Things Not To Do When Discussing Your Divorce With Your Spouse


Throughout your divorce, it is inevitable that you will have conversations with your spouse, especially if you are remaining in the marital home together or have shared children. However, when engaging in these conversations it is important to keep certain topics off the table during your divorce proceedings. Consult your Florida Divorce Attorney with certain topics that you should refrain from discussing with your spouse during your divorce proceedings.

Do not discuss a settlement with your spouse. Although some may feel they will be able to negotiate a settlement with their spouse outside of court, these negotiation discussions can be used against you later if the settlement turns sour. Some believe that these settlement negotiations remain confidential because they are settlement negotiations, however, that rule does not apply to negotiations between spouses. Any statement of settlement you make outside of a formal negotiation or mediation can be used against you in court. Further, some believe these statements will be inadmissible under the hearsay rule. However, this too is false. First, because these statements would fall under the hearsay exception of “statements by a party opponent.” Therefore, they would be admitted into evidence. Second, the spousal protection would not apply as the spouses are opposing parties. Therefore, if you offer your spouse certain items or make certain settlement offers, these may be presented to the court by your spouse for their consideration. It is important to not engage in any settlement discussions with your spouse outside of formal negotiation or mediation as to protect yourself from future harm.

Do not engage in conversations in front of the children. Being able to coparent and peacefully engage in conversations with your spouse is important for your child to witness. If you are criticizing, complain, or fighting with your spouse in front of your children, this will not only affect your child’s emotional and mental development, but it may also affect your divorce proceeding. When children witness their parents engage in arguments, or they are told by their parent’s negative characteristics about a parent they are placed in an uncomfortable and difficult position that results in guilt, anxiety, and sometimes fear. These emotions can pour over into every aspect of the child’s life and significantly harm their development. Further, one factor the court looks to when determining a child’s best interest in a child custody arrangement is the parent’s ability to encourage a positive relationship between the child and the other parent as well as keep the child outside of the legal dispute involved with the divorce. Therefore, if you have engaged in such behavior this can have a negative impact on your child custody arrangement as the court views you in a negative light and unable to provide a safe environment for your child.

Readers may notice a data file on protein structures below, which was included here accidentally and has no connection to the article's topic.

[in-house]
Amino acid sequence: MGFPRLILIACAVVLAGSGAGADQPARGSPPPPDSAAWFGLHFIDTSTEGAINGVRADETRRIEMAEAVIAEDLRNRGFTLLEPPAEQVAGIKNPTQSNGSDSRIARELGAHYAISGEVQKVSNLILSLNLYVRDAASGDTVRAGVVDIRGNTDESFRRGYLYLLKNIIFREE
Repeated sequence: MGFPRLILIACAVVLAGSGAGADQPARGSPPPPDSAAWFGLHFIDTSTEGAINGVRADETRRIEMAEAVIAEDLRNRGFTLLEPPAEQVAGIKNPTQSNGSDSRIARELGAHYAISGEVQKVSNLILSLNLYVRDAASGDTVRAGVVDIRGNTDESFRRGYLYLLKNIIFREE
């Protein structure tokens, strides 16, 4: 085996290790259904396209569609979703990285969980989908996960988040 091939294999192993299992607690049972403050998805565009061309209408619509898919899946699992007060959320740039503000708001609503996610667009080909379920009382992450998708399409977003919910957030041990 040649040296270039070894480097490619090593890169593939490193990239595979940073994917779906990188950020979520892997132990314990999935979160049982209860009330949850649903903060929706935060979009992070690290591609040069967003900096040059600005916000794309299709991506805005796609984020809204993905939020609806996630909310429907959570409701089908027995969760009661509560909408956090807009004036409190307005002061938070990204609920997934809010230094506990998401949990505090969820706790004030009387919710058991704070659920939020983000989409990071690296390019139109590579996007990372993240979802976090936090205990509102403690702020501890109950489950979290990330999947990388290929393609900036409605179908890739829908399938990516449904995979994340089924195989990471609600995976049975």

Finally, even in the most heated of arguments with your spouse during your divorce, do not threaten them in any way. It is extremely common for couples’ arguments to escalate, become filled with rage, and words will spill out without prior thought. Some will threaten their spouse physically, financially, or with the custody of the common children. It is crucial, no matter the amount of anger you experience with your spouse, not to engage in such aggressive tactics. These statements will reflect negatively on your character, can be used against you in court, and in extreme cases can result in injunctive measures. The court may find these threats to be the basis for awarding alimony, a protection from abuse, or sole custody of a child until a final divorce judgment can be determined. Therefore, it is crucial to remain calm in these discussions and remove yourself from any situation that you feel may escalate.

It is important to know the boundaries of the discussions you should have with your spouse during the pendency of your divorce proceedings. Do not discuss settlement offers, do not engage in arguments in front of the children or with the children, and finally do not threaten your spouse in any way. Your Florida Divorce Attorney will be able to encourage you through this process and ensure your rights are protected, and remind you of the importance of keeping the discussions with your spouse to a minimum.

Speaking to an attorney at our Florida office is free of charge, and we accept calls 24 hours a day, 7 days a week. Contact us at 850-307-5211 or complete an online contact form to get in touch with a member of our team today.

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